Barbacoa: Ancient Magic with Wood and Smoke
Barbacoa! The very name promises secret delights from an ancient cooking technique, the perfect blending of rich meat, exotic spices, served with special salsas de barbacoa infused with beer or tequila. And when properly prepared barbacoa delivers on all those possibilities!
In the United States we often associate the name barbacoa with barbecue, which here can mean both grilling and smoking. As we shall see, authentic Mexican barbacoa is traditionally made with a combination of pit-smoking and steaming. In his seminal Diccionario, Enciclopédia de Gastronomía Mexicana, Ricardo Muñoz Zurita says the name barbacoa originated in the West Indies, where it refers to the grill used to cook meat, poultry, and seafood over wood or charcoal. But he goes on to explain that in Mexico it deals with a completely different style of cooking, originally developed by American Indians. This ancient cooking method was used in parts of the United States and all over Mexico to cook fish and game. It later proved ideal for foods introduced by the Spanish, such as sheep, goats, and cattle.
It was probably common sense that impelled those early Americans to build cooking fires in pits that made it difficult for the flames to spread. If pressed to describe the average barbacoa pit, I would say that it is about 2 feet in diameter by a little over 3 feet deep, although some are in the shape of a rectangle, and long enough for an entire pig. Often the interiors are lined with brick. Before the cooking begins, wood is added and burned to coals until the heat is judged ideal and the broth and meats are added and the pit sealed.
Remember that the heat from the coals is just one part of the cooking process; for the best results it must be combined with steam. To provide the necessary moisture, a large pot of water is placed directly over the coals. Often, garbanzo beans, chiles, carrots, and onions are added to make what Ricardo Muñoz calls a consomé de barbacoa. A grill is placed on top of the pot and the meat on top of it.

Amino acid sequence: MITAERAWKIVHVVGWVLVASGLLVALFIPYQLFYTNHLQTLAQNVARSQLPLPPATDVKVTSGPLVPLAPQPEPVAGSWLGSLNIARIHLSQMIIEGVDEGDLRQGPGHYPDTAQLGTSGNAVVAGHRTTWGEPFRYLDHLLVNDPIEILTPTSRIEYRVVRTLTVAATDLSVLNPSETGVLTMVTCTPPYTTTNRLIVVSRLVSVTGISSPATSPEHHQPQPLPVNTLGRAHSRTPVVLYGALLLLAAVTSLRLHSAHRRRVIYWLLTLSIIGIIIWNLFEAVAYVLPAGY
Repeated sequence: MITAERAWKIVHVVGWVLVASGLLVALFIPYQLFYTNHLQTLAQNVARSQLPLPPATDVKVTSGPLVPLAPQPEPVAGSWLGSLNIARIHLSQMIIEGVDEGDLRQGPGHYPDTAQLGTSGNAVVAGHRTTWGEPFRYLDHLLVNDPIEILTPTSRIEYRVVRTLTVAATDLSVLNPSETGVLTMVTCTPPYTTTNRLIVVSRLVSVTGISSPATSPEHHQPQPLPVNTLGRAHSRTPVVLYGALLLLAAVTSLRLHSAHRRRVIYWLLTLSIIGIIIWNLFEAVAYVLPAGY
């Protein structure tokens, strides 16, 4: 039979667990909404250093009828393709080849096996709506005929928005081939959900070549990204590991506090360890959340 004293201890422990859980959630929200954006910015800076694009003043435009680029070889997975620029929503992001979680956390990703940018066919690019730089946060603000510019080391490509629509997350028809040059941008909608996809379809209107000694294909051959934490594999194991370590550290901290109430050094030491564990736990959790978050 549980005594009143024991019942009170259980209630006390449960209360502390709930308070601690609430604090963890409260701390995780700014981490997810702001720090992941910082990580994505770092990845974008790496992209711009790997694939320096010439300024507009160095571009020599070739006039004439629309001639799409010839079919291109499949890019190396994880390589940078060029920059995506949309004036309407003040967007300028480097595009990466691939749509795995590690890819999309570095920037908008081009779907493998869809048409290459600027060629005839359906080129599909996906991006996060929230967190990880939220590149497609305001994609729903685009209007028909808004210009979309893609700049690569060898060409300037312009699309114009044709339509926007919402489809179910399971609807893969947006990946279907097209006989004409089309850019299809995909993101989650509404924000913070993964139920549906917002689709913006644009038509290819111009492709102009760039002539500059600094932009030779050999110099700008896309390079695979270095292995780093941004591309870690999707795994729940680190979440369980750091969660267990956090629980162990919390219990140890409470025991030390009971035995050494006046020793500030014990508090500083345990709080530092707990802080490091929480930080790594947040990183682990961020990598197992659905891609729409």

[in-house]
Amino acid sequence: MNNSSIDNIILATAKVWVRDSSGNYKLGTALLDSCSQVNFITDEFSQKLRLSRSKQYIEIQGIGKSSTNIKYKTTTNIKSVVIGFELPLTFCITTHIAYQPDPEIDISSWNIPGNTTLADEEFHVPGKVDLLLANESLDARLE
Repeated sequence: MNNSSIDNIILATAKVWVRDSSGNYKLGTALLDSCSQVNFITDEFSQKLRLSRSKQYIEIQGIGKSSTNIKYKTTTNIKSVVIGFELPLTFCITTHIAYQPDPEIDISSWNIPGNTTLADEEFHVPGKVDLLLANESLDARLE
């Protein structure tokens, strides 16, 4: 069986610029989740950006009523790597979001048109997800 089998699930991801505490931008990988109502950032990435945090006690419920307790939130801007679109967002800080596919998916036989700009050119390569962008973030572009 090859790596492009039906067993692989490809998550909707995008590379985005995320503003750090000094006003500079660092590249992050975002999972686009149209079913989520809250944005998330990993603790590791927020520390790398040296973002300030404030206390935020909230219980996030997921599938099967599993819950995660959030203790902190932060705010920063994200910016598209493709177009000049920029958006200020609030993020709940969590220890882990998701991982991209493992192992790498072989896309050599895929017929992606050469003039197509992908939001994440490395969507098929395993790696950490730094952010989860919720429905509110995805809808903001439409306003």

The meat for barbacoa is most often wrapped, either in banana leaves or pencas de maguey (agave leaves) and topped with the stomach of whatever animal is being cooked, filled with its innards or, more politely: variety meats. The pit is then sealed, often with a piece of sheet metal like metal roofing material or a clay lid made to fit the pit. The top is then covered with earth that is dampened and packed to make an airtight seal.
A common tradition in parts of Mexico, such as Oaxaca, and one that fits the Mexican tendency to indulge in black humor, involves burying a bottle of mezcal or tequila in the pit above the meat with a rope or wire around it that it connected to a cross on the other end. The cross is then stuck into the earth covering the pit, making it appear to be a grave. When the pit is opened, the bottle is pulled up and the contents are poured into cups held by the assembled guests, who then toast the feast, which soon follows!
There are many regional barbacoa variations that use different marinades and meats, poultry or fish, including beef, cow’s heads, goat or kid, (including the heads), lamb, turkey and, of course, the pork and chicken inYucatan’s famous pollo and cochinita pibils. One of the most interesting varieties is the zacahuil found in the Huastec area of Veracruz state. There, large cuts of pork, chickens, and rabbits are mixed with masa (dough) wrapped in banana leaves, and cooked in pits directly on the coals for up to 16 hours. The result is an immense smoked tamale with a delicious golden crust.
And there is the barbacoa made of goat or lamb in Jalisco, called birria that is used to fill tacos or served in the broth as a sort of soup-stew combination. (The word birria is slang for a “mess” as in something “frightful,” which some say the finished product resembles). The meat is marinated in a chile sauce, wrapped in pencas de maguey then put into a clay pot with the marinade. The pot’s lid is then sealed with masa to keep the juices from evaporating and cooked. When it is done, the liquids are mixed with cooked, pureed tomato, simmered and then combined with the meat, which has been removed from the bones. It is then served in bowls, accompanied by chopped onion, oregano, and fiery salsas.